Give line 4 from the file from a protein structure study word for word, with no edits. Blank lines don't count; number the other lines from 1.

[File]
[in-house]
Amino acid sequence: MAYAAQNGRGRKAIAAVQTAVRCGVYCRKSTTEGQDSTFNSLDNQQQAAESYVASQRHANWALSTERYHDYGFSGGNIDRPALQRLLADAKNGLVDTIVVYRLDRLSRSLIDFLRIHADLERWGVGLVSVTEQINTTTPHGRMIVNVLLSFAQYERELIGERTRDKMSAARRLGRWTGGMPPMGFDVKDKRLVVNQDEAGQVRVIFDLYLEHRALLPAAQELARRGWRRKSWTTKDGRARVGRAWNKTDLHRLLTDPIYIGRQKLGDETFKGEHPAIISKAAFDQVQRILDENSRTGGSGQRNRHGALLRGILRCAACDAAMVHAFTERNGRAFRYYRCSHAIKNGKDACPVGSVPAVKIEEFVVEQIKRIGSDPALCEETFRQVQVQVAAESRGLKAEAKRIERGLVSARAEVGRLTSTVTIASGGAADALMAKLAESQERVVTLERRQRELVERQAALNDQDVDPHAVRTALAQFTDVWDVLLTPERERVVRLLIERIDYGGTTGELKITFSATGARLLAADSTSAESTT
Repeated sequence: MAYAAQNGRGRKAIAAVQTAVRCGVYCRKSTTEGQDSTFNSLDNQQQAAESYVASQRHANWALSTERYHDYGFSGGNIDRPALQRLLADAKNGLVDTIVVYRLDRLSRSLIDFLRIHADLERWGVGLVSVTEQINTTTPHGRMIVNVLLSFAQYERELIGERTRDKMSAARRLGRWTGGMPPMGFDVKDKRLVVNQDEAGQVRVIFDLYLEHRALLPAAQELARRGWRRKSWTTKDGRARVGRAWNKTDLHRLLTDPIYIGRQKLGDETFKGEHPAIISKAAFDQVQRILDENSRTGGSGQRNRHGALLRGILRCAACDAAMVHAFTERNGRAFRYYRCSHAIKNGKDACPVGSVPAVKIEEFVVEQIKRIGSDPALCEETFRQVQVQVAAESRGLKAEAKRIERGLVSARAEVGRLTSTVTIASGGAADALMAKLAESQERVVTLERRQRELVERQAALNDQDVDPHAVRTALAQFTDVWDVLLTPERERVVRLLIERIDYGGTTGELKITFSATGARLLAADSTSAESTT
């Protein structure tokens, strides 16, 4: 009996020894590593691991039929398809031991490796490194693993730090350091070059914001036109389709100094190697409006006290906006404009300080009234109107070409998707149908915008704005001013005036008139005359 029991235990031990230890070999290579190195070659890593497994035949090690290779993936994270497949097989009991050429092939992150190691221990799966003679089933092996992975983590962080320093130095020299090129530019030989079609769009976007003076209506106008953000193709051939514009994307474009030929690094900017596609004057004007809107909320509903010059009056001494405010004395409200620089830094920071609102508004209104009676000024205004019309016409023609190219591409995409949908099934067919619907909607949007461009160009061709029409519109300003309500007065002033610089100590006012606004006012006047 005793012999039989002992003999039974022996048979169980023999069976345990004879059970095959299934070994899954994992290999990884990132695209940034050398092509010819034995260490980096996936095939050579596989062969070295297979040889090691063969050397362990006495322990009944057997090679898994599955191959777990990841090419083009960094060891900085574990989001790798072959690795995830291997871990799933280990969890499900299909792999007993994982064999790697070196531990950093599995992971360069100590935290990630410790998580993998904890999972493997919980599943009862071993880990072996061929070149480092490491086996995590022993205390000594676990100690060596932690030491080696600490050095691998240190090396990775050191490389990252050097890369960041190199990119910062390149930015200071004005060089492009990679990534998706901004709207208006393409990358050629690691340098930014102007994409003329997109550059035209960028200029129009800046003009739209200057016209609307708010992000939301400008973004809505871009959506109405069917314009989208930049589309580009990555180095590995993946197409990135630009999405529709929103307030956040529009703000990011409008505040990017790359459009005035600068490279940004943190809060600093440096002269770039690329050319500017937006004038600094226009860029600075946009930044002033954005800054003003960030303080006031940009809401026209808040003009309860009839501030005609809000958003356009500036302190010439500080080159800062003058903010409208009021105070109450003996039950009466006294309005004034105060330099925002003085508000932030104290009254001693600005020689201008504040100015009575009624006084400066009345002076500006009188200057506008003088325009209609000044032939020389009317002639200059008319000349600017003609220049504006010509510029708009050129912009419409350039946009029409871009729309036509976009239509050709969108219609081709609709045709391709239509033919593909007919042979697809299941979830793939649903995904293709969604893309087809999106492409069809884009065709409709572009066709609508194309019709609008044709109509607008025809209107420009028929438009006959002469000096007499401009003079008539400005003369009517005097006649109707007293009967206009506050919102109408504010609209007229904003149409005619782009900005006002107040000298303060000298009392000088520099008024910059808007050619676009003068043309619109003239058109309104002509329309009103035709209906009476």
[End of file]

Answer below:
């Protein structure tokens, strides 16, 4: 009996020894590593691991039929398809031991490796490194693993730090350091070059914001036109389709100094190697409006006290906006404009300080009234109107070409998707149908915008704005001013005036008139005359 029991235990031990230890070999290579190195070659890593497994035949090690290779993936994270497949097989009991050429092939992150190691221990799966003679089933092996992975983590962080320093130095020299090129530019030989079609769009976007003076209506106008953000193709051939514009994307474009030929690094900017596609004057004007809107909320509903010059009056001494405010004395409200620089830094920071609102508004209104009676000024205004019309016409023609190219591409995409949908099934067919619907909607949007461009160009061709029409519109300003309500007065002033610089100590006012606004006012006047 005793012999039989002992003999039974022996048979169980023999069976345990004879059970095959299934070994899954994992290999990884990132695209940034050398092509010819034995260490980096996936095939050579596989062969070295297979040889090691063969050397362990006495322990009944057997090679898994599955191959777990990841090419083009960094060891900085574990989001790798072959690795995830291997871990799933280990969890499900299909792999007993994982064999790697070196531990950093599995992971360069100590935290990630410790998580993998904890999972493997919980599943009862071993880990072996061929070149480092490491086996995590022993205390000594676990100690060596932690030491080696600490050095691998240190090396990775050191490389990252050097890369960041190199990119910062390149930015200071004005060089492009990679990534998706901004709207208006393409990358050629690691340098930014102007994409003329997109550059035209960028200029129009800046003009739209200057016209609307708010992000939301400008973004809505871009959506109405069917314009989208930049589309580009990555180095590995993946197409990135630009999405529709929103307030956040529009703000990011409008505040990017790359459009005035600068490279940004943190809060600093440096002269770039690329050319500017937006004038600094226009860029600075946009930044002033954005800054003003960030303080006031940009809401026209808040003009309860009839501030005609809000958003356009500036302190010439500080080159800062003058903010409208009021105070109450003996039950009466006294309005004034105060330099925002003085508000932030104290009254001693600005020689201008504040100015009575009624006084400066009345002076500006009188200057506008003088325009209609000044032939020389009317002639200059008319000349600017003609220049504006010509510029708009050129912009419409350039946009029409871009729309036509976009239509050709969108219609081709609709045709391709239509033919593909007919042979697809299941979830793939649903995904293709969604893309087809999106492409069809884009065709409709572009066709609508194309019709609008044709109509607008025809209107420009028929438009006959002469000096007499401009003079008539400005003369009517005097006649109707007293009967206009506050919102109408504010609209007229904003149409005619782009900005006002107040000298303060000298009392000088520099008024910059808007050619676009003068043309619109003239058109309104002509329309009103035709209906009476």